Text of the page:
Call for change to competition regulations

12 July 2016

Lameez Omarjee

Johannesburg – The rules of competition regulation need to change, according to research by the Centre for Competition, Regulation and Economic Development (CCRED).

The research, funded by the University of Johannesburg and National Treasury, unpacked some of the barriers for new entrants, especially black industrialists. The team, led by Professor Simon Roberts, director of CCRED, also found possible solutions for new entrants to make headway in markets.

“There is no silver bullet approach, but there are answers out there and things we can do differently,” he said. “Businesses should not be afraid to try things that fail, they should learn from failure and move forward,” he added.

Policy and regulatory issues impact the ability of business to access the economy, Roberts explained. Other barriers include access to funding to finance risk, access to markets which are dominated by major supermarkets, understanding consumer behaviour which is different from textbook theory, access to time for learning by doing and the ability to achieve scale, he explained.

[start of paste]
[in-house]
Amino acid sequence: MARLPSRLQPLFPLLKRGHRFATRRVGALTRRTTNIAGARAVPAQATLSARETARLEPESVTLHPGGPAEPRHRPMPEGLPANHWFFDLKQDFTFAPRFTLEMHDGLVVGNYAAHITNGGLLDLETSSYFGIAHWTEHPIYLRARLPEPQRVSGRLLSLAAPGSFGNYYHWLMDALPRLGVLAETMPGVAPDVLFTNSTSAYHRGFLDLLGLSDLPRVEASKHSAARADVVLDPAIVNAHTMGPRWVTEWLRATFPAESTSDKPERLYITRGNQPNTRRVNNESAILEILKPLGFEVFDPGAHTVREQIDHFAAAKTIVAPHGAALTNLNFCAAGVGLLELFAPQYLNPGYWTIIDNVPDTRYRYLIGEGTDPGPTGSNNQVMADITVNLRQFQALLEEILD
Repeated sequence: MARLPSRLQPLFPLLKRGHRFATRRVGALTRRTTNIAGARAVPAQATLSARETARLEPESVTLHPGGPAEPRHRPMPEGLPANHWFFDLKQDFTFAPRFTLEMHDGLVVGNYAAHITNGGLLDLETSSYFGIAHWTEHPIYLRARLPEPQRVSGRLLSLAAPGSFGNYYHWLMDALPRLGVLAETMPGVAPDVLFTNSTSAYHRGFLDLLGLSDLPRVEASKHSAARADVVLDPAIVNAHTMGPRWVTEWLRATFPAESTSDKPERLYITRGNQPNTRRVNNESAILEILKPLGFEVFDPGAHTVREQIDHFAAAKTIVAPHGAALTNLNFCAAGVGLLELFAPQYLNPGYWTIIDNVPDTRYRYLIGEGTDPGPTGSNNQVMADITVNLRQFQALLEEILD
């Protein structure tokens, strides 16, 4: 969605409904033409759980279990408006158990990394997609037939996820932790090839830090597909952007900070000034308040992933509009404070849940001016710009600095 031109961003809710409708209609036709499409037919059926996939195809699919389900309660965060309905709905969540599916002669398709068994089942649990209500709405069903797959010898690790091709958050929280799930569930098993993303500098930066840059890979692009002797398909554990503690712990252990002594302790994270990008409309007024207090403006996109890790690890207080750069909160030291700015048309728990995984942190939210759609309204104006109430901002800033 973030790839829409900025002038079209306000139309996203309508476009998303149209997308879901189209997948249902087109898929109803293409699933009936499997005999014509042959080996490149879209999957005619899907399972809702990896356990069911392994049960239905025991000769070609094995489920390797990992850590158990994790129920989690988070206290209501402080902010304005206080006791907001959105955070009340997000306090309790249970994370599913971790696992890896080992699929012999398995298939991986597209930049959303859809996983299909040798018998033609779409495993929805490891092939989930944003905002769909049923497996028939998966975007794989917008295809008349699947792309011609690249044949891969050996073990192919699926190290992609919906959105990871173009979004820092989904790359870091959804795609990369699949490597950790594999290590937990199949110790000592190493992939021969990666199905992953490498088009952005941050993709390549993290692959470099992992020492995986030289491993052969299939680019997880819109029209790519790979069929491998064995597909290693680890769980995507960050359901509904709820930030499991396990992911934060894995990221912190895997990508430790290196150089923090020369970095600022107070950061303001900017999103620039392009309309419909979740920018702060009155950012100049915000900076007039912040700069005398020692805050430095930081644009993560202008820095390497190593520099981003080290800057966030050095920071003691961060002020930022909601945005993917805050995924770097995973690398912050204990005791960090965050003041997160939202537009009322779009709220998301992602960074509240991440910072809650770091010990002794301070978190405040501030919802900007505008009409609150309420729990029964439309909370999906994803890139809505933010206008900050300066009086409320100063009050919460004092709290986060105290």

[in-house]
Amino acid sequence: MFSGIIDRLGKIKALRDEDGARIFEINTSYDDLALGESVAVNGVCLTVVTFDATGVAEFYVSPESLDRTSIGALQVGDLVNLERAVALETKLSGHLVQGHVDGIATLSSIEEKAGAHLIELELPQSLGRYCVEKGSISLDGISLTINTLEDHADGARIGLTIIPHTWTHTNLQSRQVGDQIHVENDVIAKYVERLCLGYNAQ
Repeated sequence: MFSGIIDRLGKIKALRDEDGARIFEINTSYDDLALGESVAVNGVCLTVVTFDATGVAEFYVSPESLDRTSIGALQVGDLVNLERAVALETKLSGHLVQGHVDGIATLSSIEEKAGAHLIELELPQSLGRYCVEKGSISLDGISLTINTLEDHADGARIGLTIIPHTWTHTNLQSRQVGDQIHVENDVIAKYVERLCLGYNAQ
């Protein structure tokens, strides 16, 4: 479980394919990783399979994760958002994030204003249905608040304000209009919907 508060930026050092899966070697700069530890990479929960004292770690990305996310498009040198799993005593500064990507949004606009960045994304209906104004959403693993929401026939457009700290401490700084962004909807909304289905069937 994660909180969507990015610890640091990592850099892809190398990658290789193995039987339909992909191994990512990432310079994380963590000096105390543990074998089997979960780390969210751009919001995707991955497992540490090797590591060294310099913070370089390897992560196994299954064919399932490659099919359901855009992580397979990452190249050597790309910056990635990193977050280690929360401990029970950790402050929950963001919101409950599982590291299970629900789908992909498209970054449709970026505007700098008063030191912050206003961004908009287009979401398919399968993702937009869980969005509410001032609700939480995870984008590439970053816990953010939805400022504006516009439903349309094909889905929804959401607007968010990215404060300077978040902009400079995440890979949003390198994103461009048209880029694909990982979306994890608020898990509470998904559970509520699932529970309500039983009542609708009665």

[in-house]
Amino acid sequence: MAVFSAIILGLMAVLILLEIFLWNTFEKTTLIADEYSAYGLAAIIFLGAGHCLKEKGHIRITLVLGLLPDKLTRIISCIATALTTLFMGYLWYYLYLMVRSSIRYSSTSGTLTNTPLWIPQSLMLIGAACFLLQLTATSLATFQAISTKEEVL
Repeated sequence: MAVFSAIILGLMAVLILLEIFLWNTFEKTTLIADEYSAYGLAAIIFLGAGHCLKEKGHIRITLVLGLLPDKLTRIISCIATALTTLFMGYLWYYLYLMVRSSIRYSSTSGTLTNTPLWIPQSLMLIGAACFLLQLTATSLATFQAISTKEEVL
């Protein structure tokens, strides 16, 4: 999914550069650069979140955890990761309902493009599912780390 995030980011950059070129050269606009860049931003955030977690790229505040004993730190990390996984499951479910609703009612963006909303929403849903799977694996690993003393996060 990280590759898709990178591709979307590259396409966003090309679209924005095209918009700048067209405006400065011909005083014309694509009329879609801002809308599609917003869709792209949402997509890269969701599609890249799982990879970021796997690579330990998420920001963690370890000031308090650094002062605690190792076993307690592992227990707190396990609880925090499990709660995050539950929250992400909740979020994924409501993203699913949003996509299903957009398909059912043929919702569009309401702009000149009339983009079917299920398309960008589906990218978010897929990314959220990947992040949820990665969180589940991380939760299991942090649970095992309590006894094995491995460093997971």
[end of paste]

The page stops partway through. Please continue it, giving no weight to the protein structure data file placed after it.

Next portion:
CCRED studied the paths taken by different sectors including telecoms, agro-processing, liquid fuels, renewable energy and mobile money and firms such as Capitec, Fruit & Veg City, Soweto Gold, 1Time and FlySafair to determine their level of success.

Looking at the telecoms sector, the introduction of Mobile Termination Rates by regulator Icasa led to R47.2bn worth of savings for consumers between 2010 and 2015, said senior researcher Pamela Mondliwa. “Regulating for competition works and we should do it more,” she said.

Similarly, the introduction of Capitec Bank saved consumers close to R20bn per annum since 2010. It also gave poorer households access to the formal banking sector, she added.

In another example related to market access, the case of Fruit & Veg City opened routes to the market for suppliers, who offered fresh produce at lower prices. “Healthy competition among suppliers is important because it benefits consumers by offering them goods at lower prices, access to a wide range of products and increased convenience,” said senior researcher Reena das Nair.

Failure builds future strengths

“Entry brings clear benefits to the economy,” said senior researcher Thando Vilakazi. When some firms take risks they may fail, but through failure capabilities of doing business are built, he explained.  

It is evident by the benefits in the telecoms sector that competition should be regulated. “It empowers the man on the ground, the consumer,” he said.

Risk and rivalry should be financed through various funding programmes. “Funds support existing players and incoming players to develop.” Routes to market should be opened up, to open the space for smaller players.

Finally, the Competition Act should be amended to be more favourable of entry. “The current framework makes it difficult for small players to compete.” 

This article was published in Fin24.